With his job on the line Friday night against the Los Angeles Rams, Howard got on the field only for special-teams duty and responded by returning a kickoff 84 yards, making two tackles and several clearing blocks.

After that game, the Redskins were not about to risk placing him on waivers and in fact, Casserly was told by at least one other team that Howard would have been claimed.

"It feels great," said the former Carroll High and Notre Dame multisport standout.

"I'll tell you, this morning was definitely hard. You don't know who's going to talk to you or what they're going to say. I was afraid to go into the meetings. I knew it was tight, but I told myself Friday that if I got an opportunity I was going to make the most of it. Maybe that's what kept me here."

Still, keeping extra wide receivers and offensive linemen leaves the Redskins short in other areas, and when waivers expire at noon today, some of yesterday's cuts will be getting telephone calls.

The Redskins weren't saying last night, but they apparently were prepared to re-sign Vaughn, Mays and Swoopes. If they are available, the only mild surprise would be that Mays is being kept over Davis, who was picked up last season after being released by the Buffalo Bills.

Another surprise may be Rutledge. If the former New York Giants backup is shifted to injured reserve, the Redskins will play the first four weeks with only Mark Rypien and Stan Humphries at quarterback.

However, they normally have only two quarterbacks in uniform anyway, so Rutledge amounts to a four-week gamble that Rypien and Humphries will stay healthy.

By far the toughest decision was on Orr, a four-year veteran who perfectly fit the description of what Gibbs calls "Good Redskins." He not only did a good job at tight end and on special teams, he is classy, bright and a fanatical offseason worker.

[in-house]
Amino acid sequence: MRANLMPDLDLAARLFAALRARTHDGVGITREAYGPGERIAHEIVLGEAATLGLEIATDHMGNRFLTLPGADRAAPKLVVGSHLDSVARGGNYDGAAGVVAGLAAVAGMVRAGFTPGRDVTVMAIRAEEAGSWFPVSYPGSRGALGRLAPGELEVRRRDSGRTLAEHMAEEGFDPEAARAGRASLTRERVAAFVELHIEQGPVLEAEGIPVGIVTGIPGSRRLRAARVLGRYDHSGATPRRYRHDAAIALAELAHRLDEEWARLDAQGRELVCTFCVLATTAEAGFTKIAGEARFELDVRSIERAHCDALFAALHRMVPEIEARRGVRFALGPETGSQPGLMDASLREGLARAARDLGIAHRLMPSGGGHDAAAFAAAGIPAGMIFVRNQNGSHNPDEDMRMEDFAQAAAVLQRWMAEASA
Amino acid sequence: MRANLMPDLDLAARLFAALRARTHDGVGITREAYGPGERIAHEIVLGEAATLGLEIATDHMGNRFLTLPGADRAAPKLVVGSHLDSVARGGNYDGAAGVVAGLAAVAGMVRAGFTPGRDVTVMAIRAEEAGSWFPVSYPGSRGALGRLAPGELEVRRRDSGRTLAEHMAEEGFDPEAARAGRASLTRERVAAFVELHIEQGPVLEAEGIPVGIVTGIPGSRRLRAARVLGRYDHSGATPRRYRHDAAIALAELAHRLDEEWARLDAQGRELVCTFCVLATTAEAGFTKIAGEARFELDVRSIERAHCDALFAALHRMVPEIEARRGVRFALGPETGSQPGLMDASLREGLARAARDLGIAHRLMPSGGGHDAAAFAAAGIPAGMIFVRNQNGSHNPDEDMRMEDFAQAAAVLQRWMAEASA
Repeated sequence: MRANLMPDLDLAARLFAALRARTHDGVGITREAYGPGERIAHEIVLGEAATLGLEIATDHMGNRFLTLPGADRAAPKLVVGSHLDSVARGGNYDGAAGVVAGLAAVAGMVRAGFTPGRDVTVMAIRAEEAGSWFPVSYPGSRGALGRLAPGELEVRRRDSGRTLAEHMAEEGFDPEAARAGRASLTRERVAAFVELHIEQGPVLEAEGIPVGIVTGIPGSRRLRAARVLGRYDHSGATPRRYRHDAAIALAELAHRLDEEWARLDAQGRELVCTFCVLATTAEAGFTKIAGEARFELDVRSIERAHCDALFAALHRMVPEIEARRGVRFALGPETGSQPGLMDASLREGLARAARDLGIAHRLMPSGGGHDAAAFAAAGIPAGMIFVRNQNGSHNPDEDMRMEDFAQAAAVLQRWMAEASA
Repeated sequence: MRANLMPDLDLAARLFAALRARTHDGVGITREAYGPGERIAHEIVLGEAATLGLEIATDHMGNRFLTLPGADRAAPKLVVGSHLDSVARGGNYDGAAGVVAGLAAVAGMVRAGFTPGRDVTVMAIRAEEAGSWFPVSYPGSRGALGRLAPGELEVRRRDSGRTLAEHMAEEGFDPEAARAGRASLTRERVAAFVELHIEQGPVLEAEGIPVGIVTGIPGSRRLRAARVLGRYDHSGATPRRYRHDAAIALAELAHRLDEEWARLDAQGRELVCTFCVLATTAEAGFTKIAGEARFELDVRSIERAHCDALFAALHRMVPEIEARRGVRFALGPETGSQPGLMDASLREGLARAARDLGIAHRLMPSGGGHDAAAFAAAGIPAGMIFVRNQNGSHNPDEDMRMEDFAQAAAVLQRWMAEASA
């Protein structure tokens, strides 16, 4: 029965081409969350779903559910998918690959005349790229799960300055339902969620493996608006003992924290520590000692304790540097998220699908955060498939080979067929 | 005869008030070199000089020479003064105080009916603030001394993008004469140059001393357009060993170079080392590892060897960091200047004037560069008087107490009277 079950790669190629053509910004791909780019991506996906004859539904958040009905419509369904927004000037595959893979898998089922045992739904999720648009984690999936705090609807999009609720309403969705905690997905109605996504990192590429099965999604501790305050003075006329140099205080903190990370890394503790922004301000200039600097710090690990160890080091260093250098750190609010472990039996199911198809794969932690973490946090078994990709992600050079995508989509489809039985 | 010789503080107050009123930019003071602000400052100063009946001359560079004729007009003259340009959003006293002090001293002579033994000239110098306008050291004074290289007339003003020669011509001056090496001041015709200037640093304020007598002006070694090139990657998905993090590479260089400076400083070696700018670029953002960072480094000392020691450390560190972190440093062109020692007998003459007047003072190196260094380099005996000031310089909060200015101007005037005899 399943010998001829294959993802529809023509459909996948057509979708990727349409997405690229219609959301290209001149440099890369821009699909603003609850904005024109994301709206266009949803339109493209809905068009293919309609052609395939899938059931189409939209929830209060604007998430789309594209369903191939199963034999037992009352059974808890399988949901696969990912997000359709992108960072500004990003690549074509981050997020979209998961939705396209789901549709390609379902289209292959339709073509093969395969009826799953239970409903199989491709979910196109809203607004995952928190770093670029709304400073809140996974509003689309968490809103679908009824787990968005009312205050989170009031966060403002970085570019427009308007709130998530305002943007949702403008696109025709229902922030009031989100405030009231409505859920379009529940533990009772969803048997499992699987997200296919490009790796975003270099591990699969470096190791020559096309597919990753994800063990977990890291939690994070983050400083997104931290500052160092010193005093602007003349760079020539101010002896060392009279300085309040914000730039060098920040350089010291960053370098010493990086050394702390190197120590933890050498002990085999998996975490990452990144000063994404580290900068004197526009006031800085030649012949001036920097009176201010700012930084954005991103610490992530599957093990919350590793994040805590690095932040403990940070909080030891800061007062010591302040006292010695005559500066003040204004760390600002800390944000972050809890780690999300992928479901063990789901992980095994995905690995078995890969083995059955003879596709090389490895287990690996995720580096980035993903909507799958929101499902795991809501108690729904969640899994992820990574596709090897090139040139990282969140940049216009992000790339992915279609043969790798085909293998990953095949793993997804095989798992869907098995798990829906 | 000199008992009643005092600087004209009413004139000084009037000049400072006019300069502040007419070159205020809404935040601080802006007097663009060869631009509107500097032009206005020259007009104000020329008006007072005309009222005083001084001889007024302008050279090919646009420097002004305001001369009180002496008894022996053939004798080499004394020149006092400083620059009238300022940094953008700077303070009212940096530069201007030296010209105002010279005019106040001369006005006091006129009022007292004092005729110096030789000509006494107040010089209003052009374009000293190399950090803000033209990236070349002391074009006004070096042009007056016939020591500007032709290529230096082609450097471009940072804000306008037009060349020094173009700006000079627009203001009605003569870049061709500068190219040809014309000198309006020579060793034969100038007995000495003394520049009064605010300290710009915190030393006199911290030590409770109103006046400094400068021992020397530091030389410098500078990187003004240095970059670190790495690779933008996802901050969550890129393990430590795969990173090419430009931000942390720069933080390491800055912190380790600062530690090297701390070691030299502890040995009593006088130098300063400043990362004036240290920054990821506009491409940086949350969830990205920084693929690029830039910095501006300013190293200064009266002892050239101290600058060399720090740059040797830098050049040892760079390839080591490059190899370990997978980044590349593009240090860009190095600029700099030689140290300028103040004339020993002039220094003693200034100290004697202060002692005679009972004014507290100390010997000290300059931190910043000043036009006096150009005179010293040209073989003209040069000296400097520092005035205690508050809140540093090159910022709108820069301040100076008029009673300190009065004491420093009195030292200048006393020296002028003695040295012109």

Gibbs said that letting him go "was tough and emotional. It's going to be tough to do without him. I don't like doing things like this. But what you have to do is as much research as you can and hope you made the right decision."

What the Redskins decided was that they could only keep four players at tight end.

One of them, Jimmie Johnson, is the No. 1 H-back and Don Warren is the No. 1 traditional tight end. Since the Redskins are going to use three wide receivers about 60 percent of the time -- with Ricky Sanders lining up as the H-back -- Johnson is the only true H-back.

He got the nod over Orr after a tremendous camp in which he followed up his rookie exploits by showing continued flashes of brilliance as a pass catcher.

The other two spots went to John Brandes, who also serves as the snapper on punts, and to tight end Ron Middleton, who had been cut three times by the Redskins and was brought back with a fat Plan B signing bonus after finishing last season in Cleveland, for whom he scored in the playoffs.

Orr was the odd man out again, as Middleton apparently got the edge because he is regarded as the better blocker.

"One of the hardest guys to find is the Don Warren-type blocker," Gibbs said. "He probably fits in a little better."

If it was a sad day for some, it was a day of elation for others.

Mitchell, the rookie running back, pointed to the rows of lockers around him and said: "It's a dream I've had all my life. These are guys I've watched on television and said that I'd like to be like them.

"To be on this level is really special."

Redskins Notes:

Defensive end Fred Stokes returned to practice, equipped with a newly strengthened left shoulder and a harness built to help keep it in place.

"I didn't really punish it," he said. "When I got hit, I rolled off. It wasn't full contact."

Stokes said he probably wasn't prepared to play a full game, but added: "I won't have to. I think I'll be brought along slowly and it'll be fine."